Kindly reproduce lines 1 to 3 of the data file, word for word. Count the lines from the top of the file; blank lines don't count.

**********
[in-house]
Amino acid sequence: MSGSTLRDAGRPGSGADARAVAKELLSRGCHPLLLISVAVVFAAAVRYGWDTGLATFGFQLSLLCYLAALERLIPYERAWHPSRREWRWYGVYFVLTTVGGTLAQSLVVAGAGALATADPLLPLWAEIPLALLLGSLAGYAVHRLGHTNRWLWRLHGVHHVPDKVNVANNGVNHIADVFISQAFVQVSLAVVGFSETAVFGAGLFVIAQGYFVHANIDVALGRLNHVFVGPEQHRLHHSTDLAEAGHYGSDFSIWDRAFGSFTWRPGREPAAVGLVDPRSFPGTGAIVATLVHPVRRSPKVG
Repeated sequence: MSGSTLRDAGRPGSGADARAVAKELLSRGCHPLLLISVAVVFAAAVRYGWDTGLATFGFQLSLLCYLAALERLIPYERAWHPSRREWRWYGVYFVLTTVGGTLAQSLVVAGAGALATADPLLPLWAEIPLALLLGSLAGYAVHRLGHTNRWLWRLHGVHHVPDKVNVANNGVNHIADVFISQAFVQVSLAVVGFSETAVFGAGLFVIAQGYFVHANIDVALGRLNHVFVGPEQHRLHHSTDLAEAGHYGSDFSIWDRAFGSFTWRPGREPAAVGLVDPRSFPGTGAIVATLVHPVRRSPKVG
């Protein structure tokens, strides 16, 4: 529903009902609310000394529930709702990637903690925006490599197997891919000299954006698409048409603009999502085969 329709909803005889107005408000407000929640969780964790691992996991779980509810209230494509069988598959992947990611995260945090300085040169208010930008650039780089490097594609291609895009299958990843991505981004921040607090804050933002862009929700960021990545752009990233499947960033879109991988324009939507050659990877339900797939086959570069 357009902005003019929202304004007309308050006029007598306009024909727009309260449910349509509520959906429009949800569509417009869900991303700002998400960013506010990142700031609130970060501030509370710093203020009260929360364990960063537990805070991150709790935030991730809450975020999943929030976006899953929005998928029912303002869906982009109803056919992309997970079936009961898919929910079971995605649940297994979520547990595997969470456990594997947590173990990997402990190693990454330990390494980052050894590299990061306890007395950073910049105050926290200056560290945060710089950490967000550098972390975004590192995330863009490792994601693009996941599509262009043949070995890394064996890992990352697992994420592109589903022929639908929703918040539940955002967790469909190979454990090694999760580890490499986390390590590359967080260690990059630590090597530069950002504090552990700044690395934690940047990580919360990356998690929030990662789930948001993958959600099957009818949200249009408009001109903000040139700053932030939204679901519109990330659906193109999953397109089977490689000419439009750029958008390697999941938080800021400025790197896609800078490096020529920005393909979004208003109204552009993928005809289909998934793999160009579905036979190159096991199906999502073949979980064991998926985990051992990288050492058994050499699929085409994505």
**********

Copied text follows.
[in-house]
Amino acid sequence: MSGSTLRDAGRPGSGADARAVAKELLSRGCHPLLLISVAVVFAAAVRYGWDTGLATFGFQLSLLCYLAALERLIPYERAWHPSRREWRWYGVYFVLTTVGGTLAQSLVVAGAGALATADPLLPLWAEIPLALLLGSLAGYAVHRLGHTNRWLWRLHGVHHVPDKVNVANNGVNHIADVFISQAFVQVSLAVVGFSETAVFGAGLFVIAQGYFVHANIDVALGRLNHVFVGPEQHRLHHSTDLAEAGHYGSDFSIWDRAFGSFTWRPGREPAAVGLVDPRSFPGTGAIVATLVHPVRRSPKVG
Repeated sequence: MSGSTLRDAGRPGSGADARAVAKELLSRGCHPLLLISVAVVFAAAVRYGWDTGLATFGFQLSLLCYLAALERLIPYERAWHPSRREWRWYGVYFVLTTVGGTLAQSLVVAGAGALATADPLLPLWAEIPLALLLGSLAGYAVHRLGHTNRWLWRLHGVHHVPDKVNVANNGVNHIADVFISQAFVQVSLAVVGFSETAVFGAGLFVIAQGYFVHANIDVALGRLNHVFVGPEQHRLHHSTDLAEAGHYGSDFSIWDRAFGSFTWRPGREPAAVGLVDPRSFPGTGAIVATLVHPVRRSPKVG